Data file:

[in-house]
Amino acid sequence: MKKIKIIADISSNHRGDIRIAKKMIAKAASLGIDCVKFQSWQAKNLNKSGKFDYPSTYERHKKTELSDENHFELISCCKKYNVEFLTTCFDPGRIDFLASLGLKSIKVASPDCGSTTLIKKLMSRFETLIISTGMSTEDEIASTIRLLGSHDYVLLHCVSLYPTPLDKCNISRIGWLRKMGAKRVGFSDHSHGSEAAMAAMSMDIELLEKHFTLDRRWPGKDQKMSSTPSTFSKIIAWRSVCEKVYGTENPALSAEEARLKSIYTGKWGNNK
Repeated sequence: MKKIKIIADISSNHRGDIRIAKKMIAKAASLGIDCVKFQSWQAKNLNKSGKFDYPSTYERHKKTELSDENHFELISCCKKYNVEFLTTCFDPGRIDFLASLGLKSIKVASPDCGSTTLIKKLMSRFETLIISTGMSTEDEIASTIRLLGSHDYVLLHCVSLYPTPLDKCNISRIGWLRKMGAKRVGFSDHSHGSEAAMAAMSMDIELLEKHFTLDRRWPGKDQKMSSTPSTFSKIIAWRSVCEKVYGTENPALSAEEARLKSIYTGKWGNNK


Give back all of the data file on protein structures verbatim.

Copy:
[in-house]
Amino acid sequence: MKKIKIIADISSNHRGDIRIAKKMIAKAASLGIDCVKFQSWQAKNLNKSGKFDYPSTYERHKKTELSDENHFELISCCKKYNVEFLTTCFDPGRIDFLASLGLKSIKVASPDCGSTTLIKKLMSRFETLIISTGMSTEDEIASTIRLLGSHDYVLLHCVSLYPTPLDKCNISRIGWLRKMGAKRVGFSDHSHGSEAAMAAMSMDIELLEKHFTLDRRWPGKDQKMSSTPSTFSKIIAWRSVCEKVYGTENPALSAEEARLKSIYTGKWGNNK
Repeated sequence: MKKIKIIADISSNHRGDIRIAKKMIAKAASLGIDCVKFQSWQAKNLNKSGKFDYPSTYERHKKTELSDENHFELISCCKKYNVEFLTTCFDPGRIDFLASLGLKSIKVASPDCGSTTLIKKLMSRFETLIISTGMSTEDEIASTIRLLGSHDYVLLHCVSLYPTPLDKCNISRIGWLRKMGAKRVGFSDHSHGSEAAMAAMSMDIELLEKHFTLDRRWPGKDQKMSSTPSTFSKIIAWRSVCEKVYGTENPALSAEEARLKSIYTGKWGNNK